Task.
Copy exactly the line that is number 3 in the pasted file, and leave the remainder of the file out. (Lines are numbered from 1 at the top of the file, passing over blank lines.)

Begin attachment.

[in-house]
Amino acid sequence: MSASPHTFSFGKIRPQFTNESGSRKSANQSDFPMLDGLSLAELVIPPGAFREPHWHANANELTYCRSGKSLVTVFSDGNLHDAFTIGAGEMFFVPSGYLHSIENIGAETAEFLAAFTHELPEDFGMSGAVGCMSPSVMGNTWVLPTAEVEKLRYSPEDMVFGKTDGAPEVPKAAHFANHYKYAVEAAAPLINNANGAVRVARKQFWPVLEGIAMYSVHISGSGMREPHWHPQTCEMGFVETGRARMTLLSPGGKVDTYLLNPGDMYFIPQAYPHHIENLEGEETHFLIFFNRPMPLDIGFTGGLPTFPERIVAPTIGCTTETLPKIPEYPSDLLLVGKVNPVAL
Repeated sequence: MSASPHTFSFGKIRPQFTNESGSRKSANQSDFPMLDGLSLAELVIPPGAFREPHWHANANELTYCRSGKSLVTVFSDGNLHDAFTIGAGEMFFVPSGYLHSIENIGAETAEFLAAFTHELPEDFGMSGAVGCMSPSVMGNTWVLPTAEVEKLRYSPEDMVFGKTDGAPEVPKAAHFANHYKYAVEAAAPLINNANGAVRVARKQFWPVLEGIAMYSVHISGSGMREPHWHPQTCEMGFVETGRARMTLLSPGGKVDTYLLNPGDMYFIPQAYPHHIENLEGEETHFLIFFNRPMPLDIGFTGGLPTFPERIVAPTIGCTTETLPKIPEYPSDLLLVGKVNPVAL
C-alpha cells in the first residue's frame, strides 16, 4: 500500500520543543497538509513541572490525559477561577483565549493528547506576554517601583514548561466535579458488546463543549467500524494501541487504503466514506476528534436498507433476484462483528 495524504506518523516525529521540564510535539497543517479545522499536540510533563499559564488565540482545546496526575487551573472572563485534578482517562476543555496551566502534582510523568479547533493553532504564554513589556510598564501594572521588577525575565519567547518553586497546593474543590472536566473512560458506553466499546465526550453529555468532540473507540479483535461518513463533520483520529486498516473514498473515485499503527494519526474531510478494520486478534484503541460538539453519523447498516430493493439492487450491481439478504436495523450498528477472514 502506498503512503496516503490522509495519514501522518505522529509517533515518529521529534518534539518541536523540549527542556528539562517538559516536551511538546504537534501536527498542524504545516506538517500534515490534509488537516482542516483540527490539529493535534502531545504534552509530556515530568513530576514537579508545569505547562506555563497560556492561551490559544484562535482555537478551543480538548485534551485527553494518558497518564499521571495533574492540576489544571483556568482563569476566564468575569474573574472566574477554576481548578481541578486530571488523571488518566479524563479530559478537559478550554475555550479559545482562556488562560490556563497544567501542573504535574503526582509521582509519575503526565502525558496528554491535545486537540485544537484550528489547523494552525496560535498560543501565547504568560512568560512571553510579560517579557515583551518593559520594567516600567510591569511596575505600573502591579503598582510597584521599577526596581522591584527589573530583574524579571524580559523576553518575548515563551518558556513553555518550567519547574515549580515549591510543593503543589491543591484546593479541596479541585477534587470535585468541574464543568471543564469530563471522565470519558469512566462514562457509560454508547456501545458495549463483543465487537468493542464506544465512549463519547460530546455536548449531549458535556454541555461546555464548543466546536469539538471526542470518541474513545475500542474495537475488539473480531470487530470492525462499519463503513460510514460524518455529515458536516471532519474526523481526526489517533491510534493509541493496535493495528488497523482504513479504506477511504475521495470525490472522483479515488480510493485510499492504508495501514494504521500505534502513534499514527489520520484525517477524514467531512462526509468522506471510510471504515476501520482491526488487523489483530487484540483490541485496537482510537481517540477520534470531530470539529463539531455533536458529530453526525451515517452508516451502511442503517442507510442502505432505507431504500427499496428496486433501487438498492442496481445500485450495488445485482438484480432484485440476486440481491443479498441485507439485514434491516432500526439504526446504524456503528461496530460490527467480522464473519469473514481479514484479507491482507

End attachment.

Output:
Repeated sequence: MSASPHTFSFGKIRPQFTNESGSRKSANQSDFPMLDGLSLAELVIPPGAFREPHWHANANELTYCRSGKSLVTVFSDGNLHDAFTIGAGEMFFVPSGYLHSIENIGAETAEFLAAFTHELPEDFGMSGAVGCMSPSVMGNTWVLPTAEVEKLRYSPEDMVFGKTDGAPEVPKAAHFANHYKYAVEAAAPLINNANGAVRVARKQFWPVLEGIAMYSVHISGSGMREPHWHPQTCEMGFVETGRARMTLLSPGGKVDTYLLNPGDMYFIPQAYPHHIENLEGEETHFLIFFNRPMPLDIGFTGGLPTFPERIVAPTIGCTTETLPKIPEYPSDLLLVGKVNPVAL